On the Reciprocal Relationship Between Previous Experience and Processing in Determining Learning Outcomes
The learning process is complex and incompletely understood. Despite this, the general factors that appear relevant to the measured success of instruction are small in number. At least at the first level of approximation, they can be simply described, first there are those factors that determine that students will come in physical proximity of instructive events. In the case of written material, these factors include the incidence of instructive events in the text, and compliance by students with reading assignments and/or suggestions. The second class of factors are those that determine whether an instructive event, once it has been encountered, will be perceived and internally represented in instructionally appropriate ways. The third factor primarily determines test performance. This factor is related to (a) the semantic and structural disparity between instructive events and the test, as well as (b) forgetting. Whether the required skills are learned is determined by the opportunities for encounters with suitable instructive events, as well as by the likelihood of sufficient internal representation. The disparity and forgetting factor determines whether acquired competence is translated into appropriate test performance.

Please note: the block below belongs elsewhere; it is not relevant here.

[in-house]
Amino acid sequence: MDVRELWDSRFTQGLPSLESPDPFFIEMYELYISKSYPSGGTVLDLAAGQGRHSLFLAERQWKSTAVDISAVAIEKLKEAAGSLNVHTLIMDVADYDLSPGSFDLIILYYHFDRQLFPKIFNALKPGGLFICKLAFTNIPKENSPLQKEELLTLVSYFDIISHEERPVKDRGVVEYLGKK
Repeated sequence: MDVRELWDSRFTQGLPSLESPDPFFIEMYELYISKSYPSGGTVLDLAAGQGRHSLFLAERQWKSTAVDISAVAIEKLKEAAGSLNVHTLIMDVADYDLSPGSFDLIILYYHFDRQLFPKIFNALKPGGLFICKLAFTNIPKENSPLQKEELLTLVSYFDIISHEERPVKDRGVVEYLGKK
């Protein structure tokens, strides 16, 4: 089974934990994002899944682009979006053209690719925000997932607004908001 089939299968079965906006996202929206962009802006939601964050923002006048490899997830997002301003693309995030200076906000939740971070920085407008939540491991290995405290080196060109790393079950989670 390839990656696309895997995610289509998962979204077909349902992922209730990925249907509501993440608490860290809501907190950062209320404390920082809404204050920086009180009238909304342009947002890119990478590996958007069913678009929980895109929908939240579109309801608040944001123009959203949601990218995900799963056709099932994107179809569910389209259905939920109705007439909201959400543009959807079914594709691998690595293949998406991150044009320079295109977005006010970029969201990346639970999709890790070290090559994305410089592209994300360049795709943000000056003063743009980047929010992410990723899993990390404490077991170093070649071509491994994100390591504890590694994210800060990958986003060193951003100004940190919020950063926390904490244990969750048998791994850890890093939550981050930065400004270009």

KeywordsTest Item Reciprocal Relationship Processing Level Experience Level Instructive Event
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